Addressing sanitation is a more challenging task: Starting in 2007, ADB stepped up its efforts to address hygiene, household and environmental sanitation. Since then, the issue has been tackled on three fronts, namely greater advocacy, increasing knowledge of solutions and through projects. This year, the Bill & Melinda Gates Foundation agreed to establish the Sanitation Financing Partnership Trust Fund. The fund will support ADB’s pilot implementation of innovative sanitation solutions to increase support for non-networked sanitation and septage management in our developing member countries.

You will appreciate that maintaining the status quo in water sector on a gradualist approach is no longer a realistic or preferable option. Water is and will continue to be an important investment theme for public, multilateral and private financial institutions in the coming years. Overcoming barriers to investment requires a transformational vision and active orientation on the part of all stakeholders.

Bridging the gap3

ADB plans to invest $14 billion in water related infrastructure, governance and capacity development through our Water Financing Program by 2020. We aim to use these investments to leverage external sources of finance, including bilateral official sources and private sector finance. We will complement the financing by sharing knowledge on water security issues and their solutions. Together, these represent a “Finance++” model: finance plus leverage plus knowledge.

Building “bankable” utilities will address the credibility gap and help deliver the necessary infrastructure to expand service coverage to those communities which need it most, typically the poor and underserved. It will drive enhanced service and financial sustainability, and build initiatives to transfer utilities into well-managed entities.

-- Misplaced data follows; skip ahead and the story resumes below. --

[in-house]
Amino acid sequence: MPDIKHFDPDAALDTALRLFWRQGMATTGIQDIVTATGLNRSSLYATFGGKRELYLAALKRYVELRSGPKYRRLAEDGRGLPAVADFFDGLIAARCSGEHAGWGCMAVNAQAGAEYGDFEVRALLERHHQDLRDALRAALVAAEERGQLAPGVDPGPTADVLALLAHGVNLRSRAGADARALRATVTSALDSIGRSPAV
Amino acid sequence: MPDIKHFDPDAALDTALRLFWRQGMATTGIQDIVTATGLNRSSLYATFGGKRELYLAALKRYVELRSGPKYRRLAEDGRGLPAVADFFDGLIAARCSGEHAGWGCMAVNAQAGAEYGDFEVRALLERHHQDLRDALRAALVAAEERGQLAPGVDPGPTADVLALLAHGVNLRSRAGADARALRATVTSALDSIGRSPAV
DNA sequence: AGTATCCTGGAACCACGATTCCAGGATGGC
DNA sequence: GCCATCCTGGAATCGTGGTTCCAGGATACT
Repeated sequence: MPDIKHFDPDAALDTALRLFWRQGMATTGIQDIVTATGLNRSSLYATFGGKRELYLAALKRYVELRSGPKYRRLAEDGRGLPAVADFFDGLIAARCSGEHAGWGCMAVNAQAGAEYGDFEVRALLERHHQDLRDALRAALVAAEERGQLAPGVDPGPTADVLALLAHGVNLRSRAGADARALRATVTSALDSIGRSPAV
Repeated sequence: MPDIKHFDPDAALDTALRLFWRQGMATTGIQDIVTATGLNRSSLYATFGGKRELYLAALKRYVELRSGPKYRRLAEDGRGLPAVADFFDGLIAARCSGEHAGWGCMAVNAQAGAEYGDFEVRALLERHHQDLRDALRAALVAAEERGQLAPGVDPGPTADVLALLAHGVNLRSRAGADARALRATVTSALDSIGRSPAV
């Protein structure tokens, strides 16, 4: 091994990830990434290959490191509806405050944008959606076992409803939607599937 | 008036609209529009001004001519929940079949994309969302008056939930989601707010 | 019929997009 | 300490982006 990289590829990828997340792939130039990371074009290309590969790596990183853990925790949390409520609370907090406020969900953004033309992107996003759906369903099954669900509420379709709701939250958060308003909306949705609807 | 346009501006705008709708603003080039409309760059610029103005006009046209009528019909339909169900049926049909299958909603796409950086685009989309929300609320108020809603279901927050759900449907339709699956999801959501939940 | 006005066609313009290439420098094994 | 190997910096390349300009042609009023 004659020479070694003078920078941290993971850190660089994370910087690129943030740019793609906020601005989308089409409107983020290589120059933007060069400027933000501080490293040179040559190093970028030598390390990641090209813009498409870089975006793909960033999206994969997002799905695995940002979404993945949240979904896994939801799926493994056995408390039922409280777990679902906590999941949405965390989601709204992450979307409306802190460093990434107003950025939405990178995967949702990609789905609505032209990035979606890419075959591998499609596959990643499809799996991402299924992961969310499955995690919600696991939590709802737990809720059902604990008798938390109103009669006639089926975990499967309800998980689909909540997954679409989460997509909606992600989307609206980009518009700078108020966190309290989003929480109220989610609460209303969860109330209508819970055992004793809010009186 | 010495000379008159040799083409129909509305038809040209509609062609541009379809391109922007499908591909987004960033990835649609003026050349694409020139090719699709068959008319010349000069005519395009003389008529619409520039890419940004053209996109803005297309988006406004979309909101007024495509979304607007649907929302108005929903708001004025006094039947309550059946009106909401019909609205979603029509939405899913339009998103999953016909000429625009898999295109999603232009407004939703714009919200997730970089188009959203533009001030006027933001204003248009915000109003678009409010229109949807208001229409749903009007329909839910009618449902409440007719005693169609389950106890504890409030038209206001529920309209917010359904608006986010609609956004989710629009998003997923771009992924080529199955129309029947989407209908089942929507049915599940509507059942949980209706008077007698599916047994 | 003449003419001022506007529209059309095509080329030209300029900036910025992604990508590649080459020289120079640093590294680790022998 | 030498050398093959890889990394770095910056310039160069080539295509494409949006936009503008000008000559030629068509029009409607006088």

Closing

Ladies and gentlemen, I have in this overview touched upon several aspects of water sector financing and ADB’s recent efforts to address all relevant areas for improving the investment environment for modernization and expansion of facilities for water distribution, waste water treatment and reuse in the public and private sector. I would like to close by quoting President Nakao of ADB at the recently concluded 2nd Asia-Pacific Water Summit. He said: “innovative, inclusive, and integrated solutions for our water security challenges are available in the region. However, because so many agencies are involved and the issues complex, these solutions require leadership at the highest level of government……. Strong, diverse partnerships and good governance will deliver the best results. Empowering civil society and women leaders will add to the success.” Bridging the credibility gap in water finance will be an important step in solving the overall water security challenges in our region.

Thank you.

  1. Full session title - "Investment in and financing to address the global water and sanitation crisis and related SDG"
  2. The Water Sector Investment Program 2011 - 2020
  3. In each year to 2020, ADB plans to invest US$2 billion in water-related infrastructure, governance and capacity development through our Water Financing Program. ADB will provide access to financing to utilities to help them improve their operations and expand service coverage.